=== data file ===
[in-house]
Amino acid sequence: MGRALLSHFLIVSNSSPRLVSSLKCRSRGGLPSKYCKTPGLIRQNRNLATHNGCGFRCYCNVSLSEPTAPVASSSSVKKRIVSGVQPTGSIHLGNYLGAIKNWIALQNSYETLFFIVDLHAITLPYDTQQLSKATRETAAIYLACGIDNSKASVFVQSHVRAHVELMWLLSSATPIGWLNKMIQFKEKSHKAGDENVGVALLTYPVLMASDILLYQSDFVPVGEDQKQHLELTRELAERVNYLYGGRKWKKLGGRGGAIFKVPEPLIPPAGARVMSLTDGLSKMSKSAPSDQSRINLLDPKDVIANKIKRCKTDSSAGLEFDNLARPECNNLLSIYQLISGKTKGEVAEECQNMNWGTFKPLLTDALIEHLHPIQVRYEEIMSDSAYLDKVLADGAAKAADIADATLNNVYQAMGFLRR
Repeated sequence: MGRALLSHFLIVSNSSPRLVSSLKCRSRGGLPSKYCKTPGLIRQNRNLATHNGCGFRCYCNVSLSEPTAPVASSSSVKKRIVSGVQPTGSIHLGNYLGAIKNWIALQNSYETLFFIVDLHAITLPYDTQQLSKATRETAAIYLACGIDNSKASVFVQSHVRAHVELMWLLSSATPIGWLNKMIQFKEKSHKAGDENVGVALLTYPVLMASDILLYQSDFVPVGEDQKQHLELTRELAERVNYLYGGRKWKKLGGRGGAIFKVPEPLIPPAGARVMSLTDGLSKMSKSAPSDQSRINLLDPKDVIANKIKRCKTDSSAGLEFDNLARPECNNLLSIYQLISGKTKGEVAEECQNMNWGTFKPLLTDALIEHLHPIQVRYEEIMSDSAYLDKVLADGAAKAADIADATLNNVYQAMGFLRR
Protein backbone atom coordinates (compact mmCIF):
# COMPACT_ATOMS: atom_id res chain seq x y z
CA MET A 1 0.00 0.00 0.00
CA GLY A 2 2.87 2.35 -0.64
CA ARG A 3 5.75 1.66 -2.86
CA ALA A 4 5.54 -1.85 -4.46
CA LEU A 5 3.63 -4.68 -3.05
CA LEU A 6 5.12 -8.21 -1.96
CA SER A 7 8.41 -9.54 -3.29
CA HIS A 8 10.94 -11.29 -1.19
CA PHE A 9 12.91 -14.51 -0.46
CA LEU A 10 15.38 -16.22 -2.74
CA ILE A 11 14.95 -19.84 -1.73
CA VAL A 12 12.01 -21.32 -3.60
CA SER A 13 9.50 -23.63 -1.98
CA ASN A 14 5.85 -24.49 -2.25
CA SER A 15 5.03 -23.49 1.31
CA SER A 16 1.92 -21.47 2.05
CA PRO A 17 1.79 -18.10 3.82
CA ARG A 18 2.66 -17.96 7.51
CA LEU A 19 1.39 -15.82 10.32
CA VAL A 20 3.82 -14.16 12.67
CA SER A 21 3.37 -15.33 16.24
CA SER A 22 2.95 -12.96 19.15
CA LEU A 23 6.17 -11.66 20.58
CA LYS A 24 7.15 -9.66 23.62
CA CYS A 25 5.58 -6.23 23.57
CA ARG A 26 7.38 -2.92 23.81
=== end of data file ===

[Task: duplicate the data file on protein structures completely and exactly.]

[in-house]
Amino acid sequence: MGRALLSHFLIVSNSSPRLVSSLKCRSRGGLPSKYCKTPGLIRQNRNLATHNGCGFRCYCNVSLSEPTAPVASSSSVKKRIVSGVQPTGSIHLGNYLGAIKNWIALQNSYETLFFIVDLHAITLPYDTQQLSKATRETAAIYLACGIDNSKASVFVQSHVRAHVELMWLLSSATPIGWLNKMIQFKEKSHKAGDENVGVALLTYPVLMASDILLYQSDFVPVGEDQKQHLELTRELAERVNYLYGGRKWKKLGGRGGAIFKVPEPLIPPAGARVMSLTDGLSKMSKSAPSDQSRINLLDPKDVIANKIKRCKTDSSAGLEFDNLARPECNNLLSIYQLISGKTKGEVAEECQNMNWGTFKPLLTDALIEHLHPIQVRYEEIMSDSAYLDKVLADGAAKAADIADATLNNVYQAMGFLRR
Repeated sequence: MGRALLSHFLIVSNSSPRLVSSLKCRSRGGLPSKYCKTPGLIRQNRNLATHNGCGFRCYCNVSLSEPTAPVASSSSVKKRIVSGVQPTGSIHLGNYLGAIKNWIALQNSYETLFFIVDLHAITLPYDTQQLSKATRETAAIYLACGIDNSKASVFVQSHVRAHVELMWLLSSATPIGWLNKMIQFKEKSHKAGDENVGVALLTYPVLMASDILLYQSDFVPVGEDQKQHLELTRELAERVNYLYGGRKWKKLGGRGGAIFKVPEPLIPPAGARVMSLTDGLSKMSKSAPSDQSRINLLDPKDVIANKIKRCKTDSSAGLEFDNLARPECNNLLSIYQLISGKTKGEVAEECQNMNWGTFKPLLTDALIEHLHPIQVRYEEIMSDSAYLDKVLADGAAKAADIADATLNNVYQAMGFLRR
Protein backbone atom coordinates (compact mmCIF):
# COMPACT_ATOMS: atom_id res chain seq x y z
CA MET A 1 0.00 0.00 0.00
CA GLY A 2 2.87 2.35 -0.64
CA ARG A 3 5.75 1.66 -2.86
CA ALA A 4 5.54 -1.85 -4.46
CA LEU A 5 3.63 -4.68 -3.05
CA LEU A 6 5.12 -8.21 -1.96
CA SER A 7 8.41 -9.54 -3.29
CA HIS A 8 10.94 -11.29 -1.19
CA PHE A 9 12.91 -14.51 -0.46
CA LEU A 10 15.38 -16.22 -2.74
CA ILE A 11 14.95 -19.84 -1.73
CA VAL A 12 12.01 -21.32 -3.60
CA SER A 13 9.50 -23.63 -1.98
CA ASN A 14 5.85 -24.49 -2.25
CA SER A 15 5.03 -23.49 1.31
CA SER A 16 1.92 -21.47 2.05
CA PRO A 17 1.79 -18.10 3.82
CA ARG A 18 2.66 -17.96 7.51
CA LEU A 19 1.39 -15.82 10.32
CA VAL A 20 3.82 -14.16 12.67
CA SER A 21 3.37 -15.33 16.24
CA SER A 22 2.95 -12.96 19.15
CA LEU A 23 6.17 -11.66 20.58
CA LYS A 24 7.15 -9.66 23.62
CA CYS A 25 5.58 -6.23 23.57
CA ARG A 26 7.38 -2.92 23.81